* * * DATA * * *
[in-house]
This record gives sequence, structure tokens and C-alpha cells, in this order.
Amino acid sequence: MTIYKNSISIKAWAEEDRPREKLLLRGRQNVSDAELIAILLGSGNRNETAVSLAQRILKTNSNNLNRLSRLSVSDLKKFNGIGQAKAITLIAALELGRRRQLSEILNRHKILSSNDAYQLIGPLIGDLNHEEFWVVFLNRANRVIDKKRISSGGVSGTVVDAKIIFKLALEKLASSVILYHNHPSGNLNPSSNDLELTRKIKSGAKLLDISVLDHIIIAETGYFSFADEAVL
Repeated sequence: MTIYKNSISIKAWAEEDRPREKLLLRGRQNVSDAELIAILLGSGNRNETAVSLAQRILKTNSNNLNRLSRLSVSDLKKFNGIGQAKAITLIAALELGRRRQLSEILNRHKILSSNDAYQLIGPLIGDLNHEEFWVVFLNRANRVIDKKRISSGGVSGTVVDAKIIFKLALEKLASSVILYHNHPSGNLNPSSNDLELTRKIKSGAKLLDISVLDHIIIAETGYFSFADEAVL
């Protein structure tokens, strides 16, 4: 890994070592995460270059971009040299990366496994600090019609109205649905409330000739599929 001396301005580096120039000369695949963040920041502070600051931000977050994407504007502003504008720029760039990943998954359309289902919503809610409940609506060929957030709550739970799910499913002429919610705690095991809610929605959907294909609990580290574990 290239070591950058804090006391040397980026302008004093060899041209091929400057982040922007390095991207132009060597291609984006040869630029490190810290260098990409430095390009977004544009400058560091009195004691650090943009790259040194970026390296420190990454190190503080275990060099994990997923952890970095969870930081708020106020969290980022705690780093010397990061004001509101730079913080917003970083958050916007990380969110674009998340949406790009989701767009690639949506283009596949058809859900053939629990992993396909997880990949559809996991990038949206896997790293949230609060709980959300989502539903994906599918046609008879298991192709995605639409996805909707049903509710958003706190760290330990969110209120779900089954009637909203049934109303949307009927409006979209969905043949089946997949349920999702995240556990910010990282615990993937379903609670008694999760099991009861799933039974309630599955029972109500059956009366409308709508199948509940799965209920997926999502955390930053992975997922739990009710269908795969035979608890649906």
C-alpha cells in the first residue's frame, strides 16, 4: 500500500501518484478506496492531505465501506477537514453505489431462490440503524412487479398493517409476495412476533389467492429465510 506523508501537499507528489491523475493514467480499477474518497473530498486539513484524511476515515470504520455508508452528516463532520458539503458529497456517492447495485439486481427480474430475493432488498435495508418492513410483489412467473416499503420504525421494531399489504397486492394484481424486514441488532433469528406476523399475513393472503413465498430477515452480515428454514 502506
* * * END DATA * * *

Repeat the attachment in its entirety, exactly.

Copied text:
[in-house]
This record gives sequence, structure tokens and C-alpha cells, in this order.
Amino acid sequence: MTIYKNSISIKAWAEEDRPREKLLLRGRQNVSDAELIAILLGSGNRNETAVSLAQRILKTNSNNLNRLSRLSVSDLKKFNGIGQAKAITLIAALELGRRRQLSEILNRHKILSSNDAYQLIGPLIGDLNHEEFWVVFLNRANRVIDKKRISSGGVSGTVVDAKIIFKLALEKLASSVILYHNHPSGNLNPSSNDLELTRKIKSGAKLLDISVLDHIIIAETGYFSFADEAVL
Repeated sequence: MTIYKNSISIKAWAEEDRPREKLLLRGRQNVSDAELIAILLGSGNRNETAVSLAQRILKTNSNNLNRLSRLSVSDLKKFNGIGQAKAITLIAALELGRRRQLSEILNRHKILSSNDAYQLIGPLIGDLNHEEFWVVFLNRANRVIDKKRISSGGVSGTVVDAKIIFKLALEKLASSVILYHNHPSGNLNPSSNDLELTRKIKSGAKLLDISVLDHIIIAETGYFSFADEAVL
């Protein structure tokens, strides 16, 4: 890994070592995460270059971009040299990366496994600090019609109205649905409330000739599929 001396301005580096120039000369695949963040920041502070600051931000977050994407504007502003504008720029760039990943998954359309289902919503809610409940609506060929957030709550739970799910499913002429919610705690095991809610929605959907294909609990580290574990 290239070591950058804090006391040397980026302008004093060899041209091929400057982040922007390095991207132009060597291609984006040869630029490190810290260098990409430095390009977004544009400058560091009195004691650090943009790259040194970026390296420190990454190190503080275990060099994990997923952890970095969870930081708020106020969290980022705690780093010397990061004001509101730079913080917003970083958050916007990380969110674009998340949406790009989701767009690639949506283009596949058809859900053939629990992993396909997880990949559809996991990038949206896997790293949230609060709980959300989502539903994906599918046609008879298991192709995605639409996805909707049903509710958003706190760290330990969110209120779900089954009637909203049934109303949307009927409006979209969905043949089946997949349920999702995240556990910010990282615990993937379903609670008694999760099991009861799933039974309630599955029972109500059956009366409308709508199948509940799965209920997926999502955390930053992975997922739990009710269908795969035979608890649906």
C-alpha cells in the first residue's frame, strides 16, 4: 500500500501518484478506496492531505465501506477537514453505489431462490440503524412487479398493517409476495412476533389467492429465510 506523508501537499507528489491523475493514467480499477474518497473530498486539513484524511476515515470504520455508508452528516463532520458539503458529497456517492447495485439486481427480474430475493432488498435495508418492513410483489412467473416499503420504525421494531399489504397486492394484481424486514441488532433469528406476523399475513393472503413465498430477515452480515428454514 502506